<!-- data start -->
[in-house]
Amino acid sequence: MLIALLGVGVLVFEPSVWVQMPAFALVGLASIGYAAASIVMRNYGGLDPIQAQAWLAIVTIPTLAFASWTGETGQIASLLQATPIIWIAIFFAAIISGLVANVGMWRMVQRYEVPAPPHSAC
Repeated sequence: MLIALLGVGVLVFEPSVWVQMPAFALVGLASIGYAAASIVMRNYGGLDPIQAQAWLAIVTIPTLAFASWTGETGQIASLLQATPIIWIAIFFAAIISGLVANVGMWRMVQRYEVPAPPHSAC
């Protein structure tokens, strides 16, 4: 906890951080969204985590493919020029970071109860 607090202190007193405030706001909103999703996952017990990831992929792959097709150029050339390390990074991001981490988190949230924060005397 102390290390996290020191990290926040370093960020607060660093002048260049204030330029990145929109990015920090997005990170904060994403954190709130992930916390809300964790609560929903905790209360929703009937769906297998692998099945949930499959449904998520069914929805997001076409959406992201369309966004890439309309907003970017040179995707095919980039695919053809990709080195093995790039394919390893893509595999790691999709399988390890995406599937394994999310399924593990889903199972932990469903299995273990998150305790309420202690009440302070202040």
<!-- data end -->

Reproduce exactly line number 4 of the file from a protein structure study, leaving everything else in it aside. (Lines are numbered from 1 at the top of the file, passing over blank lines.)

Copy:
């Protein structure tokens, strides 16, 4: 906890951080969204985590493919020029970071109860 607090202190007193405030706001909103999703996952017990990831992929792959097709150029050339390390990074991001981490988190949230924060005397 102390290390996290020191990290926040370093960020607060660093002048260049204030330029990145929109990015920090997005990170904060994403954190709130992930916390809300964790609560929903905790209360929703009937769906297998692998099945949930499959449904998520069914929805997001076409959406992201369309966004890439309309907003970017040179995707095919980039695919053809990709080195093995790039394919390893893509595999790691999709399988390890995406599937394994999310399924593990889903199972932990469903299995273990998150305790309420202690009440302070202040």